Afro-Cuban Bata Drum Aesthetics: Developing Individual and Group Technique, Sound and Identity

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Date

2003-12-05

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Abstract

The Lucumi religion (also Santeria and Regla de Ocha) developed in 19th-century colonial Cuba, by syncretizing elements of Catholicism with the Yoruba worship of orisha. When fully initiated, santeros (priests) actively participate in religious ceremonies by periodically being possessed or "mounted" by a patron saint or orisha, usually within the context of a drumming ritual, known as a toque de santo, bembe, or tambor.

Within these rituals, there is a clearly defined goal of trance possession, though its manifestation is not the sole measure of success or failure. Rather than focusing on the fleeting, exciting moments that immediately precede the arrival of an orisha in the form of a possession trance, this thesis investigates the entire four- to six-hour musical performance that is central to the ceremony. It examines the brief pauses, the moments of reduced intensity, the slow but deliberate build-ups of energy and excitement, and even the periods when novices are invited to perform the sacred bata drums, and places these moments on an equal footing with the more dynamic periods where possession is imminent or in progress.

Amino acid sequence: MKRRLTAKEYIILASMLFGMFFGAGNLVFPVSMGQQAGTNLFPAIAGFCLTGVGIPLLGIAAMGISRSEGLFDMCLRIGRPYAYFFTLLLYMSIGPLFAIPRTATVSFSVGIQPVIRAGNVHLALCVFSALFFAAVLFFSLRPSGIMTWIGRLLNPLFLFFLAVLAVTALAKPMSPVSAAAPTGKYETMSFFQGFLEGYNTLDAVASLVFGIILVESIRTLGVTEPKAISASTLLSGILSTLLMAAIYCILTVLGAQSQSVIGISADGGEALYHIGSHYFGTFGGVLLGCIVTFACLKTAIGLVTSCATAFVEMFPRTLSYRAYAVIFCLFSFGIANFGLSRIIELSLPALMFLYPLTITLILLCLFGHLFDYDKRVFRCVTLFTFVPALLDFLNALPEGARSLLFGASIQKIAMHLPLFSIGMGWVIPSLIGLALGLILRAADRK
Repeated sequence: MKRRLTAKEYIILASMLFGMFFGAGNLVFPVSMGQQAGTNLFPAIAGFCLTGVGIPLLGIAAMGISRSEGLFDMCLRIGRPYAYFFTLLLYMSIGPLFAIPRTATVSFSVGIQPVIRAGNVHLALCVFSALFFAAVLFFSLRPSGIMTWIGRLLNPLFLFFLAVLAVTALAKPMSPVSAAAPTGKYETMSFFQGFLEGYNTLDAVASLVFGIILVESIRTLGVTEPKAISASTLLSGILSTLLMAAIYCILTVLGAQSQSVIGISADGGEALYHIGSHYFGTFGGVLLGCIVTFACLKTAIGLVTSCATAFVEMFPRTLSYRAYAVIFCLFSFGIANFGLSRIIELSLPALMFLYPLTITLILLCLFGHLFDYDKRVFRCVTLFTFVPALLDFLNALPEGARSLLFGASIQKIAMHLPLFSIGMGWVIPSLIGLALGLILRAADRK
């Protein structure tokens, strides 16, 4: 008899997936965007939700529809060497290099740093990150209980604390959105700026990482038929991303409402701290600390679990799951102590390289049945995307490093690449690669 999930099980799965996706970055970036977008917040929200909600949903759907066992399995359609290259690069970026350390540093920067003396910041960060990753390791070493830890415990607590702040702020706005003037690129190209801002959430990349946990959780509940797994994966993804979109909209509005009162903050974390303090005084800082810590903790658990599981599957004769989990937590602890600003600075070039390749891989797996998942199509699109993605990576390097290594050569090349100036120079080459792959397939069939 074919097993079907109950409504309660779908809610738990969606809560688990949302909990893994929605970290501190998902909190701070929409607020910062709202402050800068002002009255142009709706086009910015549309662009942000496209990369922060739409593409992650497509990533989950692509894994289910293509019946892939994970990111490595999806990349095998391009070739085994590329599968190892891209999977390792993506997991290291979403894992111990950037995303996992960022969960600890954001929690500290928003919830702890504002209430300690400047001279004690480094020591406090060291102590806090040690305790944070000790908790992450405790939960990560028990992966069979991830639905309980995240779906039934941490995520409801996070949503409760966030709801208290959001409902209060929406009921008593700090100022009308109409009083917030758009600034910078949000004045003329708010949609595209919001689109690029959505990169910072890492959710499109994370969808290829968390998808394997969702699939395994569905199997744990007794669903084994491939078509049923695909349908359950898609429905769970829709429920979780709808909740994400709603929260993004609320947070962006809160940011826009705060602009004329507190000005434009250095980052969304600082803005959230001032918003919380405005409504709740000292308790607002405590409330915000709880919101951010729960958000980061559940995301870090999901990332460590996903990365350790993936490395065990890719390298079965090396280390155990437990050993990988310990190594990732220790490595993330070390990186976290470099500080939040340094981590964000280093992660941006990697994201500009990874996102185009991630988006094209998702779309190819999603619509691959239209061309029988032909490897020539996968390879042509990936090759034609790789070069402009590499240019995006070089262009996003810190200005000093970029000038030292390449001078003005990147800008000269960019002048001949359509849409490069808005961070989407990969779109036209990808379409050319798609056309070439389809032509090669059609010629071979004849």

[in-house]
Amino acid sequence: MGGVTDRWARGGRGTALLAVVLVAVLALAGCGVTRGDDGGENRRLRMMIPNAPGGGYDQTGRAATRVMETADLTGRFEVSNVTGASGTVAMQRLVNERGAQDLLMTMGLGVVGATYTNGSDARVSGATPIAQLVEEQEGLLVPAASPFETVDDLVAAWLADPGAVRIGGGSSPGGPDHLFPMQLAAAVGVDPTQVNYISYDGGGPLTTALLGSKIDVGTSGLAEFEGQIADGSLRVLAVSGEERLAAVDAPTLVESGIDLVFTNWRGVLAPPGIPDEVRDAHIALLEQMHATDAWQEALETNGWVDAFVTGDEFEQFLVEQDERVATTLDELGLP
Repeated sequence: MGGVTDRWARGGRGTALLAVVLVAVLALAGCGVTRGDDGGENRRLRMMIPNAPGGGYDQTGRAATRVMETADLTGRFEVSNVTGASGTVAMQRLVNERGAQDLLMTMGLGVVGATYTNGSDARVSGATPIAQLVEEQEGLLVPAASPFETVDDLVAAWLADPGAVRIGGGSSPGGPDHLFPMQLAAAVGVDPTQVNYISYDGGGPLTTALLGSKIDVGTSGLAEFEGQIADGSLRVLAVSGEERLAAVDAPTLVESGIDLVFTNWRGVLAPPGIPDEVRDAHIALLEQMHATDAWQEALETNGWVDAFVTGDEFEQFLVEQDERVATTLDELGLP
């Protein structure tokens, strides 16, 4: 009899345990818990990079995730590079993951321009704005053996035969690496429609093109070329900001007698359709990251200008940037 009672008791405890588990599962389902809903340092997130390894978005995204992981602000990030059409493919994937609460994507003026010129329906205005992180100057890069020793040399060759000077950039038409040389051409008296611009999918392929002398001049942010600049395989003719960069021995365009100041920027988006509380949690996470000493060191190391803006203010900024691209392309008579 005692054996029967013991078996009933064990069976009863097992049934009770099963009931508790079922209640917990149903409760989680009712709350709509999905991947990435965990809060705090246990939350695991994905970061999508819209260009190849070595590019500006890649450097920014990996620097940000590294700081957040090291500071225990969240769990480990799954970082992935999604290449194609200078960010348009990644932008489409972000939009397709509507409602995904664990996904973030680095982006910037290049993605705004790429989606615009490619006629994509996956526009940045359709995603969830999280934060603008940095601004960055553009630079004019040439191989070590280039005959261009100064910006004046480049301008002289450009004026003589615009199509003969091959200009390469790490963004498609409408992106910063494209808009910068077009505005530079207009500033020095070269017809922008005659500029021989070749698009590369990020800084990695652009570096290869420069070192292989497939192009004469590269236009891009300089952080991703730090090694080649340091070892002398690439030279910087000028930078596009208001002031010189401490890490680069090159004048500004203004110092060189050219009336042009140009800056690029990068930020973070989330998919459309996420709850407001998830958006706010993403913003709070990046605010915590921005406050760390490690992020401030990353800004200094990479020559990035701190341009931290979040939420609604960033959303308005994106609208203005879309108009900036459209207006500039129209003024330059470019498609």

This document approaches Lucumi ritual from the viewpoint of bata drummers, ritual specialists who, during the course of a toque de santo, exercise wide latitude in determining the shape of the event. Known as omo Ana (children of the orisha Ana who is manifest in drums and rhythms), bata drummers comprise a fraternity that is accessible only through ritual initiation. Though they are sensitive to the desires of the many participants during a toque de santo, and indeed make their living by satisfying the expectations of their hosts, many of the drummers' activities are inwardly focused on the cultivation and preservation of this fraternity. Occasionally interfering with spirit possession, and other expectations of the participants, these aberrant activities include teaching and learning, developing group identity or signature sound, and achieving a state of intimacy among the musicians known as "communitas."

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